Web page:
[1973] Cries and Whispers

There’s enough copy out there about how Ingmar Bergman drenched his feature, Cries and Whispers in red (röd). He chose red (especially after the majority of his earlier work was monochrome) for its striking visuals, color theory, and connection to Swedish history. If nothing else, in Sweden a specific red, Falu Rödfärg, colors a significant number of buildings, especially in the countryside. Red, across cultures, symbolizes passion, lust, desire, etc. It’s also the least visible of the color spectrum, so I’ll offer that Bergman chose to oversaturate the film with it to stand it out. It’s the first thing you’ll notice about this movie.

That’s really all there is to say about the color red and Cries and Whispers. There’s lots of scholarship about it. That’s enough.

The not-so-secret fact about the Oscars is their Americanness: of the 566 films to ever have been nominated, 12 have been filmed in a language other than English. This isn’t surprising–the Academy voters are mostly native English speakers, American audiences overwhelmingly see movies performed in English, and despite the premise that the Oscar winner should best represent the gestalt of the year, what we really mean is the zeitgeist of American culture. The road to global reach is unpaved, likely, but we’d like to think that language is the one phenomenon we can overcome; there are subtitles.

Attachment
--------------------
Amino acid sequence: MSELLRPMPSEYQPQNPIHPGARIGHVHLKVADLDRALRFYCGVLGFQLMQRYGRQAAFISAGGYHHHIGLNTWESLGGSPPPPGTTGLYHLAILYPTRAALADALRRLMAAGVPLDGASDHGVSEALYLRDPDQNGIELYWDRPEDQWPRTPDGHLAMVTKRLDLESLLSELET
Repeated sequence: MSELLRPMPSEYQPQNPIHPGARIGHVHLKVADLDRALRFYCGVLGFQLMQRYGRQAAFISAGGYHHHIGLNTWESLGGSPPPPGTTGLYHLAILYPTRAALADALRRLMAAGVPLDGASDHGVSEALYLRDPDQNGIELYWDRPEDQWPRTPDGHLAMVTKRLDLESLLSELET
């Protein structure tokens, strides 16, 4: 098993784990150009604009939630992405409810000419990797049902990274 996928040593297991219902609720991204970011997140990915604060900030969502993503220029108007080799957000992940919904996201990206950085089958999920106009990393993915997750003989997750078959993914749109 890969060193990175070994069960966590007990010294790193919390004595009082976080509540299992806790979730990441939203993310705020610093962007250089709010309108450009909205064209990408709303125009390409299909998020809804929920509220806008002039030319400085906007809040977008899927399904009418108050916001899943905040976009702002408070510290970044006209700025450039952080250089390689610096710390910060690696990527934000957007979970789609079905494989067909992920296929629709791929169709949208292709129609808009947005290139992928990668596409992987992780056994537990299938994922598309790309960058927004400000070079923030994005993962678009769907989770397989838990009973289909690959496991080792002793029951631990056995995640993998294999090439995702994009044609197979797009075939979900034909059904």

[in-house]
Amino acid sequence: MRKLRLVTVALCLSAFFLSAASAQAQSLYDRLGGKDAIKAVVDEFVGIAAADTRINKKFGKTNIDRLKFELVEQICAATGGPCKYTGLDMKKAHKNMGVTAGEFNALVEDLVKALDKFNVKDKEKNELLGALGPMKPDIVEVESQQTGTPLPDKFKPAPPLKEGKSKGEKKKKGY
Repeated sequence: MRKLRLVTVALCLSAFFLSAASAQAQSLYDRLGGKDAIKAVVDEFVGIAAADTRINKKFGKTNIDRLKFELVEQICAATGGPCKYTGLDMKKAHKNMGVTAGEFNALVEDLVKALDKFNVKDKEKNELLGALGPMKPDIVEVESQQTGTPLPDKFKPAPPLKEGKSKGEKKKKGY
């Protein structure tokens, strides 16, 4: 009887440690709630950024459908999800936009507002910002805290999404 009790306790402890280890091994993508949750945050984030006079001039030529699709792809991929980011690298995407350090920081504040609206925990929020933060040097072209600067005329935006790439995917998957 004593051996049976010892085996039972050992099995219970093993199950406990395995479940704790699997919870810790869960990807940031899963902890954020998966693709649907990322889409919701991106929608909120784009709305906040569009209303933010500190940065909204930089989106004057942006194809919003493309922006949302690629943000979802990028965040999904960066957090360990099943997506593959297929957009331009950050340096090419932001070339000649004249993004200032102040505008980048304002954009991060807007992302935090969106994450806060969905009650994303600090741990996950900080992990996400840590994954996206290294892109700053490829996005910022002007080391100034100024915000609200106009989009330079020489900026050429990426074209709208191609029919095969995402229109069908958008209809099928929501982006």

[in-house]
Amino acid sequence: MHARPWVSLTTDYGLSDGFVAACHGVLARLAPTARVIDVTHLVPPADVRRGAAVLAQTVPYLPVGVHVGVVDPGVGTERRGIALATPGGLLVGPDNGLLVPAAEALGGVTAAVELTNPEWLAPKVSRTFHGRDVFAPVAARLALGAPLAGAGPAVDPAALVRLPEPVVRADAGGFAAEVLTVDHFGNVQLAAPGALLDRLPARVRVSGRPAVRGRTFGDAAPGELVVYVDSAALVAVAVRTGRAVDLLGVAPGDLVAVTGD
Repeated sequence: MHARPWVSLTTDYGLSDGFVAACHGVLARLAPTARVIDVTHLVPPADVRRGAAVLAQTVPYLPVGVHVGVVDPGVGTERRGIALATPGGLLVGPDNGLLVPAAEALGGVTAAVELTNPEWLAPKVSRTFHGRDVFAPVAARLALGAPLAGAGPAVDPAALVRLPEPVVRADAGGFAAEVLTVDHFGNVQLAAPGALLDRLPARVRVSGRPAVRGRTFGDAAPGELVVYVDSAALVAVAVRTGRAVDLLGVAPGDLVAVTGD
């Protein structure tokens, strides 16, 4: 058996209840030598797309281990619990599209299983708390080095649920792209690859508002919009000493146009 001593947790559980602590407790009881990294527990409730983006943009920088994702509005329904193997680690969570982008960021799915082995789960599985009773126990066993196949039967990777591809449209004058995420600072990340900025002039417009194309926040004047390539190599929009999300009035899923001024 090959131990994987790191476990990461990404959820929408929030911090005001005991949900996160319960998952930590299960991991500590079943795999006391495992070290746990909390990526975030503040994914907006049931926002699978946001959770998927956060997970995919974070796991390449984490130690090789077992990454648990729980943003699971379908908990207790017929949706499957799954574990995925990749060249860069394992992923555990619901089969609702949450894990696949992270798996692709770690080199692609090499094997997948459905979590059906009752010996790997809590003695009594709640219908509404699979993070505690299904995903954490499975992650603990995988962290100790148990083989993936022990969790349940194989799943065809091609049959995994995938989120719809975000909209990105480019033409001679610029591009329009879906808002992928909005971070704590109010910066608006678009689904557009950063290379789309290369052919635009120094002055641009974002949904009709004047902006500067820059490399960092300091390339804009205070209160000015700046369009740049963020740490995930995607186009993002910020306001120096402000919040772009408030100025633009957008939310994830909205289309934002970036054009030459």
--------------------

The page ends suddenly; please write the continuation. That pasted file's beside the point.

But alas, Cries and Whispers was the last Swedish movie to earn an Oscar nomination for Best Picture (but not first! The Emigrants” was nominated just a year earlier. The Emigrants, however wasn’t wholly Swedish, either. It’s a Swedish-rooted story about America).

Swedish, as a language, is sort of bonkers to decipher, and nagging to the native English speaker because of its Germanic roots and bouncy gait. Its structure, like any language spoken by millions of people, follows a pattern, and there’s more than a few cognates. But there’s still great distance between Swedish and English, and it’s an effective barrier between the two cultures. Cries and Whispers is incredibly Swedish, incredibly Bergman, but also full of universal tones ahead of their time: the quiet tragedy of women.

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[1940] Rebecca

Since evolved from a romantic horror genre to a more complex emotional battleground, Gothic arts take pleasure in allowing audiences to take part in their characters’ suffering; it’s the defining feature. The Germans have a word for the positive-extreme version: schadenfreude, or taking pleasure in someone else’s pain. It’s a mostly strange oddity of the human condition to relish in this emotion: it’s a private condition that’s always better left hushed. Hitchcock was a master of the Gothic, perhaps none more mesmerizing than Rebecca.

Alfred Hitchcock is known for his archetype defining tropes, many of which involve manipulating an audience to suffer–however slightly–for his own pleasure. Hitchcock’s use of schadenfreude remains classic, if not overlooked.His sound and visual cues were likely the first to signal a psychological trauma incoming (PsychoThe Birds), or the first to use first-person to treat the audience as a a voyeuristic character (Rear Window). But these tropes came from somewhere, and they likely were fully formed for Rebecca.